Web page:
UNC-Chapel Hill’s leaders are hoping Congress spares the National Institutes of Health and other key federal funders of the university’s work from the budget axe President Donald Trump wants to take to them.
But “it’s still early days,” so they’re “working with our colleagues at all the other universities in North Carolina” to stay in touch with the state’s Congressional delegation, Chancellor Carol Folt said Thursday during a break in the morning’s trustee meeting.
As the budget debate unfolds, it appears they will count most on North Carolina’s two U.S. senators, Richard Burr and Thom Tillis, Republicans from Forsyth and Mecklenburg counties, respectively.
Both “are very pro research, as are others,” trustees Chairman Dwight Stone said. “I think they get it.”
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Folt added that Burr and Tillis were “actively involved” last year as Congress moved to increase the NIH budget by $1 billion to $2 billion a year. NIH funds medical research throughout U.S. academia and is the biggest single supplier of research grants to UNC-Chapel Hill.
Trump’s staff, however, last week rolled out a budget outline that in fiscal 2018 would cut NIH spending by $5.8 billion a year, from the current $31.7 billion.
Given how much of the agency’s budget goes to delivering on long-term funding contracts, a cut of that magnitude could well mean the flow of new grants would dry up in 2018, a former NIH officials told the journal Science after the outline’s official release.
The director of the federal Office of Management and Budget, Mick Mulvaney, told reporters that NIH funding is cuttable because “we think there’s been mission creep” there, to the point “do things that are outside their core functions.”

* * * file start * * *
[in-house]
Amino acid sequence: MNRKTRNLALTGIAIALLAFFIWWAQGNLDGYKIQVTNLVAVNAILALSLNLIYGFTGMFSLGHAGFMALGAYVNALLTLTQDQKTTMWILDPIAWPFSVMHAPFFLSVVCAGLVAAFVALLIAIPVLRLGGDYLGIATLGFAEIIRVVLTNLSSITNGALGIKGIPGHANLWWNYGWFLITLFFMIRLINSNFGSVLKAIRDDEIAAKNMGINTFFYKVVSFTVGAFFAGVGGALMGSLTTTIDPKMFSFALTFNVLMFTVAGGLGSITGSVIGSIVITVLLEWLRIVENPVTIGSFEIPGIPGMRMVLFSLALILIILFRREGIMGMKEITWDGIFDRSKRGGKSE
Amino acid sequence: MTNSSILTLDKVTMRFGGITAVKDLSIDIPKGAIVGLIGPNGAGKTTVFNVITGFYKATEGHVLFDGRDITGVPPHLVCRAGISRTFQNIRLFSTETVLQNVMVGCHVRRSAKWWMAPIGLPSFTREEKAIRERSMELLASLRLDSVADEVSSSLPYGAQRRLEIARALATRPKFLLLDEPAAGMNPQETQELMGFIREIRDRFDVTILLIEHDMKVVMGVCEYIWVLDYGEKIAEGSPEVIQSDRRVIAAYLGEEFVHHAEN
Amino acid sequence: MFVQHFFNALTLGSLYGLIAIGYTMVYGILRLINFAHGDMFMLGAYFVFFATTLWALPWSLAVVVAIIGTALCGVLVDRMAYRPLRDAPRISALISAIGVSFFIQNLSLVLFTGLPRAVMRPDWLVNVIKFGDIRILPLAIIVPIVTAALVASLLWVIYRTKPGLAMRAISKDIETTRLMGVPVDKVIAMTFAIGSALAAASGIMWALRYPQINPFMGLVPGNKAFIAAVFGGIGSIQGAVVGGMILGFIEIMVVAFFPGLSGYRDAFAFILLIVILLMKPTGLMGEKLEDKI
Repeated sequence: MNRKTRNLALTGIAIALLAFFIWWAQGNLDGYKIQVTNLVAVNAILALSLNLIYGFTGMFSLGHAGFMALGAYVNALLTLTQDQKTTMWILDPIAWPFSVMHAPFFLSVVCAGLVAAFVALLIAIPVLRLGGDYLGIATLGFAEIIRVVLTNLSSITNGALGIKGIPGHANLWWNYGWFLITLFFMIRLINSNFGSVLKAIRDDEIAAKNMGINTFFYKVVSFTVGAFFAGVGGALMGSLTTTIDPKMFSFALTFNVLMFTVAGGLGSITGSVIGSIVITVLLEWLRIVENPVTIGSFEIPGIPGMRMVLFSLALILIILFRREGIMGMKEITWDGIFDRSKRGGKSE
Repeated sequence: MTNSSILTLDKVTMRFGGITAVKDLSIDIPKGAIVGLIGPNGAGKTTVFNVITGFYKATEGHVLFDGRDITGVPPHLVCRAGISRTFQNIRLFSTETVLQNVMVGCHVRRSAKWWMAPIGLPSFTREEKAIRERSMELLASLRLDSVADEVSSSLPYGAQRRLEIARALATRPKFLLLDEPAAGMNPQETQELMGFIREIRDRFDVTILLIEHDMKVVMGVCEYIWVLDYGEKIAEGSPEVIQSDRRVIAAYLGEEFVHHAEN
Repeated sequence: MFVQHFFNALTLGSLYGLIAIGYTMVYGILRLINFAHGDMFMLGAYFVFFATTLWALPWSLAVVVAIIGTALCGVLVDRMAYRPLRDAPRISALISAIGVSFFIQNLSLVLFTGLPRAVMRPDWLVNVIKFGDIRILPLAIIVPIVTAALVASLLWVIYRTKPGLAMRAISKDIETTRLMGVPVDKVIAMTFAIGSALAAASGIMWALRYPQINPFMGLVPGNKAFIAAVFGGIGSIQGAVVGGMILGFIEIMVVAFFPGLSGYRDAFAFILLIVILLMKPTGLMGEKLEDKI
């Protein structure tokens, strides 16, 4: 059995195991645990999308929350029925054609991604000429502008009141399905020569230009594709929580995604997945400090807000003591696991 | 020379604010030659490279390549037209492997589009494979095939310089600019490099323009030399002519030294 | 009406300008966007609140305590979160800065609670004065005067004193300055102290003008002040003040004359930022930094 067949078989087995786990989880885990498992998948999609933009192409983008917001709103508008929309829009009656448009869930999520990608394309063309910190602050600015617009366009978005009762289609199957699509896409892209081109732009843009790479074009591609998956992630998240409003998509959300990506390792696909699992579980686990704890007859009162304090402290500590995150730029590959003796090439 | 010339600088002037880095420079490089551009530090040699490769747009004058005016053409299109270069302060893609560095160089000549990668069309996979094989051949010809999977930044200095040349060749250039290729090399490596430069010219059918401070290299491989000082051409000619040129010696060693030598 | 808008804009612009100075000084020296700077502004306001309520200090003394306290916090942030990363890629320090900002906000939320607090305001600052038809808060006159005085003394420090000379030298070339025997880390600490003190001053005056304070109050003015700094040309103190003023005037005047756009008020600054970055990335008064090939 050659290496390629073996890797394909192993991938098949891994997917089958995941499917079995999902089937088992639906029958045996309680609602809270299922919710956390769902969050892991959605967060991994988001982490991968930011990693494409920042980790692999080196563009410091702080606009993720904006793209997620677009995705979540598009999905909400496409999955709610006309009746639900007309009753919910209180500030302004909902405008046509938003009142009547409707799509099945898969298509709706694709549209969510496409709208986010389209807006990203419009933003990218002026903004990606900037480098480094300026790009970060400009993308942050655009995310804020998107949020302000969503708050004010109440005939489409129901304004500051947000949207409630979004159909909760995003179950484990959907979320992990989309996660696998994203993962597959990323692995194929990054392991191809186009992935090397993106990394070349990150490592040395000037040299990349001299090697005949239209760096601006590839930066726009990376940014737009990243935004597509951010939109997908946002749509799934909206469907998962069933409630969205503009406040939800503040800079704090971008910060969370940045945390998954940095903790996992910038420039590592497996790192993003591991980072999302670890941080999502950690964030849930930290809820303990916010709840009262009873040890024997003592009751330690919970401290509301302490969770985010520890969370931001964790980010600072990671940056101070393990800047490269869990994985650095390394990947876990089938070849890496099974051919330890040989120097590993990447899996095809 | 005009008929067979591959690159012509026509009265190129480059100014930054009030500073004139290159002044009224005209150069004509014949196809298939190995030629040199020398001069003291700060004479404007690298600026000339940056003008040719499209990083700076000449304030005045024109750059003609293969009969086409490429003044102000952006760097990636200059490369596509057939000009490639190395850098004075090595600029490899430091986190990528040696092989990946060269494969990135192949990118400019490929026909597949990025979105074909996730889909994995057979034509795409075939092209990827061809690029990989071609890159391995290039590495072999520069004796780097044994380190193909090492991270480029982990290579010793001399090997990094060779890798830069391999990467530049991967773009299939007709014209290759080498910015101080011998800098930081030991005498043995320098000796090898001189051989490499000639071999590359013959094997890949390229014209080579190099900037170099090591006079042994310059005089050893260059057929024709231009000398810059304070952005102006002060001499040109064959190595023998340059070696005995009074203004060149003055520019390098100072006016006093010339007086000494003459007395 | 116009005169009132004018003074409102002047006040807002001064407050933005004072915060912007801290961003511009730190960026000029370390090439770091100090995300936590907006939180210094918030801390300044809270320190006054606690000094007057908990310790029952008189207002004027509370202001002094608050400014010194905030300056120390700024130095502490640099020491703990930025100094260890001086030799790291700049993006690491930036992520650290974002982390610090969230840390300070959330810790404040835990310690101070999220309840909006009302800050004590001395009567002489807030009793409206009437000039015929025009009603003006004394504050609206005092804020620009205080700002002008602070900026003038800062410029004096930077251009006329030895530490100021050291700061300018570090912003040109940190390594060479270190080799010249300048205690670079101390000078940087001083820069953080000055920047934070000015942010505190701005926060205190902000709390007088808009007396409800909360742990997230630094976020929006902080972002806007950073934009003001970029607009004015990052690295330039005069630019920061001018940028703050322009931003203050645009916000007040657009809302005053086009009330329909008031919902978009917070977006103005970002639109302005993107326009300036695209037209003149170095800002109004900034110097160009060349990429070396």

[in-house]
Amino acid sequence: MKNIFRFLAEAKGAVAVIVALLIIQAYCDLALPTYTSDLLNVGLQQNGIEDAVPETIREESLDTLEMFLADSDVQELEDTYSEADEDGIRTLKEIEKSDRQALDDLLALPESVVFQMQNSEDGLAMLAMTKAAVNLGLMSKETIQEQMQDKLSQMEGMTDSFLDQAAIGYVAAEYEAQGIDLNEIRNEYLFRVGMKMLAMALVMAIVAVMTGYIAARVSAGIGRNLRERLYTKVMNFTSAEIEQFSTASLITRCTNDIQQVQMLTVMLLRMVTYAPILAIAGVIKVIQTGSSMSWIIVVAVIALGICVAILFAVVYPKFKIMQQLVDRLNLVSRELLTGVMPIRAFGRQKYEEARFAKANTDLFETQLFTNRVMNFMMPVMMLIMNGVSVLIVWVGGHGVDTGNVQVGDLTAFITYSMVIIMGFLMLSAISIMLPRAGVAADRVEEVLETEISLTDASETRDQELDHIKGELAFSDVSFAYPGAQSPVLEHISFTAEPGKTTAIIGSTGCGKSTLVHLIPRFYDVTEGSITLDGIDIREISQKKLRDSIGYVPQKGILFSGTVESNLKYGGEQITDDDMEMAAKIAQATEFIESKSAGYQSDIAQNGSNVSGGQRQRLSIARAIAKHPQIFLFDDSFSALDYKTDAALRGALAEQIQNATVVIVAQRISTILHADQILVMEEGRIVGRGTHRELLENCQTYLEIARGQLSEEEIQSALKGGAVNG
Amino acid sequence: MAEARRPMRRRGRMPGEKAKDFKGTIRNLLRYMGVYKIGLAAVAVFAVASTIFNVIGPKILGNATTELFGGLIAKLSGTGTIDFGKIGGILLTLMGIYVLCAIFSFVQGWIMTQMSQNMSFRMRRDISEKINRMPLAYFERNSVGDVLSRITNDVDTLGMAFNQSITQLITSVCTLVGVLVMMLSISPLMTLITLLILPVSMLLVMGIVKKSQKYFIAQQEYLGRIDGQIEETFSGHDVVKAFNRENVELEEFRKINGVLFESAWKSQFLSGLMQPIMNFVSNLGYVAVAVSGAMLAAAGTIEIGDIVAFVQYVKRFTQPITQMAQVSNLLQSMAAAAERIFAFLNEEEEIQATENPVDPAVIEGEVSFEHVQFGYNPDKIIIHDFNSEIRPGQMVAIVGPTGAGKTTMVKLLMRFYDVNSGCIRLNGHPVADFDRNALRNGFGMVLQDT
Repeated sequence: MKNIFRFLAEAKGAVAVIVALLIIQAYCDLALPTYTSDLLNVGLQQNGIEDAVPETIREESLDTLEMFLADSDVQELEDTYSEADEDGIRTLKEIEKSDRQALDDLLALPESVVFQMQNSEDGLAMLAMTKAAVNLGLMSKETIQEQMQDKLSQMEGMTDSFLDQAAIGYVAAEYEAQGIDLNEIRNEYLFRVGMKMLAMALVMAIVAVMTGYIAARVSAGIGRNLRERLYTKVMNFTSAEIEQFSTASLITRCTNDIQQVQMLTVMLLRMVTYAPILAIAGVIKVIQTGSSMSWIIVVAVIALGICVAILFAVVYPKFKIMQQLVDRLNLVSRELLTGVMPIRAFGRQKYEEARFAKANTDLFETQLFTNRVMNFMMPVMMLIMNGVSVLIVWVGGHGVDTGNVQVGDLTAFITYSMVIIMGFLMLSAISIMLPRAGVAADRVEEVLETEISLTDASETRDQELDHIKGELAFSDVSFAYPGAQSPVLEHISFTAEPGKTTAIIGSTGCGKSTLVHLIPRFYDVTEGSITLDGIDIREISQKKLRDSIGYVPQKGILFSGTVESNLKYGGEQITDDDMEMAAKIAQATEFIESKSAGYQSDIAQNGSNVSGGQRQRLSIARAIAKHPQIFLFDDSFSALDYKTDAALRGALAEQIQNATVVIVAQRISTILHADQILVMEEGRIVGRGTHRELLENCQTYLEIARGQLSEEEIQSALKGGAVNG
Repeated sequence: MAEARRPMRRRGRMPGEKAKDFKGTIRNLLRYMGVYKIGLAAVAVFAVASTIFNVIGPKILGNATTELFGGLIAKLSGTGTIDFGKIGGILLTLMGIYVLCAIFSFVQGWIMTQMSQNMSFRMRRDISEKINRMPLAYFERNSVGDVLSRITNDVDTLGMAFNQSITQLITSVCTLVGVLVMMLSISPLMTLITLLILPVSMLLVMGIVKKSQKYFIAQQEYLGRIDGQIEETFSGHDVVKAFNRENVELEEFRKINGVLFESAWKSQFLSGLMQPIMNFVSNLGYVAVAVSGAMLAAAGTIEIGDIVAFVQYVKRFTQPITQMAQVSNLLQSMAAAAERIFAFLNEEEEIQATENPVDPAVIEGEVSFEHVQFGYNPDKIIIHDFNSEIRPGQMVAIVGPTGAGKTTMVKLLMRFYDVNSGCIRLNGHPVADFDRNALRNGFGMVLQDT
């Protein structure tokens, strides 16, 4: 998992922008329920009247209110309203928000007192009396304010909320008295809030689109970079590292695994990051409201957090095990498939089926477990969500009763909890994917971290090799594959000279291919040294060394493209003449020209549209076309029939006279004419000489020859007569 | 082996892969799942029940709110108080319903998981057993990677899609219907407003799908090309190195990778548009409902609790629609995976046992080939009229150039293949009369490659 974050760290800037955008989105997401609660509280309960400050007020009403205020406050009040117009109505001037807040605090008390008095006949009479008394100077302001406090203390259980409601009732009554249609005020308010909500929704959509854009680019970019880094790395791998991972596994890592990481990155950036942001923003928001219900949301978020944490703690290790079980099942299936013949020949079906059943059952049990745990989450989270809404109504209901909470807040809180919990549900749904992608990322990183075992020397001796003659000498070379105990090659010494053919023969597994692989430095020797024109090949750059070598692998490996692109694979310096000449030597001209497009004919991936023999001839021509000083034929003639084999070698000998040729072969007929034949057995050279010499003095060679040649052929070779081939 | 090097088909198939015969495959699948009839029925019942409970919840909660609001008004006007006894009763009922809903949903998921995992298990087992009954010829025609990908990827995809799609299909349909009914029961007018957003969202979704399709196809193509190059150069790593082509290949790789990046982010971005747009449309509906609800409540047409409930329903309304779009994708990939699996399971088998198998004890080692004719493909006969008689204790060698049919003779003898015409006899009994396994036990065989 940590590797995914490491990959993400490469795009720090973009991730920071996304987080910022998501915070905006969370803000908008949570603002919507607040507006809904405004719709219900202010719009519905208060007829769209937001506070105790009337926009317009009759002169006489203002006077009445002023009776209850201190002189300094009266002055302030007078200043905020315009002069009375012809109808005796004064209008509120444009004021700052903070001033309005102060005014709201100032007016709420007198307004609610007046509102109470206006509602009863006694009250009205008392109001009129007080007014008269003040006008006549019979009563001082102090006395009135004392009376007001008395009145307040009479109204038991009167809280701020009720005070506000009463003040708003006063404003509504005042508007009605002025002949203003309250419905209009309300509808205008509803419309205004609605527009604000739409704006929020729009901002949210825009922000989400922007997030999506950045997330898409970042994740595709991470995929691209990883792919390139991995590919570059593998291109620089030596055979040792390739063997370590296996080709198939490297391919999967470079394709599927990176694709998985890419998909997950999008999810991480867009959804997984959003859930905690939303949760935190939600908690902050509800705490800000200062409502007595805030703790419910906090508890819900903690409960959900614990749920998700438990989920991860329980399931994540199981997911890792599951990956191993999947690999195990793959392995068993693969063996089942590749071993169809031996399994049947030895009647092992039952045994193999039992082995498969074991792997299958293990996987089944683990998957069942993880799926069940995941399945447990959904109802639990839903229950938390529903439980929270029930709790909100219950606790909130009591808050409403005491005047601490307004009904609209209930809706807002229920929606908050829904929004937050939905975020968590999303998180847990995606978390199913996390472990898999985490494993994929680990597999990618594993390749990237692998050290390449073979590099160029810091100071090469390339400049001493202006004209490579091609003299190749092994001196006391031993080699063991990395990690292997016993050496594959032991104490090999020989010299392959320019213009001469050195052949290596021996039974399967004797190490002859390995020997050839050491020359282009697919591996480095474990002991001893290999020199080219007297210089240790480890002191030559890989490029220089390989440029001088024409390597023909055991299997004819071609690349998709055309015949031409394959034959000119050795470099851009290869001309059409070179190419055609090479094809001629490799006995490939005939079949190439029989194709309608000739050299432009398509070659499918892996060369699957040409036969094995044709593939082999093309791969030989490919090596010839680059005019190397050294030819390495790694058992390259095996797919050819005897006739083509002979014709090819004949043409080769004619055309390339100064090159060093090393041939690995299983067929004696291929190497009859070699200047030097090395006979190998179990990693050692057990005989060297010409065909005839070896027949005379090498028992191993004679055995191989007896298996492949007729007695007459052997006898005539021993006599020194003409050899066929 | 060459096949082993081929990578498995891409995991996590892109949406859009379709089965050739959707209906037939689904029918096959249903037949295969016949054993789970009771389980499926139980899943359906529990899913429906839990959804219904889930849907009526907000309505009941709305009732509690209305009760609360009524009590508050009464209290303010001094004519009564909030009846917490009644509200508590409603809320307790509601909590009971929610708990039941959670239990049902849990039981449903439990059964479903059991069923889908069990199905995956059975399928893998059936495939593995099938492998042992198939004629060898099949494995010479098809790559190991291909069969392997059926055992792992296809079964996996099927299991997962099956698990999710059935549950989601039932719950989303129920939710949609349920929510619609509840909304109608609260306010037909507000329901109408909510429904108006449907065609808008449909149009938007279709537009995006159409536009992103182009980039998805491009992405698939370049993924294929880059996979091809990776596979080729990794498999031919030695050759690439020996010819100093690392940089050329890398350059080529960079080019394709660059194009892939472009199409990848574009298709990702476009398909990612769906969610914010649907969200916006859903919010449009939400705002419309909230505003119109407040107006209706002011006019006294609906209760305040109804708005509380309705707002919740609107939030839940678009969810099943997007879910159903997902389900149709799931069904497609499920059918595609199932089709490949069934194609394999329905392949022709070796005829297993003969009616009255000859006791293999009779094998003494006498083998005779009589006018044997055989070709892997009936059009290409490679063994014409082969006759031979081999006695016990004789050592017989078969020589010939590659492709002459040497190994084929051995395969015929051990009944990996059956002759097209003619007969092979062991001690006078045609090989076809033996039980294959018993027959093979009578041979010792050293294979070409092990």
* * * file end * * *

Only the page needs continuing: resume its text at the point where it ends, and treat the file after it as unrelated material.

Trump himself, via the cover memo that went out over his signature, left no doubt that his main goal is freeing up money for an expansion of the military. The proposed cuts at NIH and elsewhere in the government are meant to offset an additional $54 billion he wants to allot to the U.S. Army, Navy, Air Force and Marine Corps.
The outline’s research-funding cuts drew immediate criticism last week from officials at Duke University, a private institution. They said it would “slam the brakes on a very important source of economic growth and jobs” in the Triangle.
UNC officials held their fire at time, not surprising given that they work for a public institution that’s part of a state government controlled by Republicans, among them no small number of Trump supporters.
On Thursday, Folt avoided Duke-like criticism, but she did point out that the Triangle in addition to hosting several major research universities also is a base for federal agencies like the U.S. Environmental Protection Agency and the National Institutes of Environmental Health that also face cuts.
Between all those players, “you’re talking tens of thousands of jobs of people working here in a variety of research areas,” she said, adding that the programs involved have ripple effects throughout North Carolina.
She told the trustees that other proposed cuts, in areas like the arts and federal student aid “are vitally important to us.” Afterwards, she noted aid cuts can undercut campus and UNC system hopes of making sure sure a university education is “accessible to people from all income levels.”
She was alluding to a section of the outline that called for reducing the federal work-study aid program “significantly” and proposed taking away a bit more than third of the Pell Grant program’s reserve.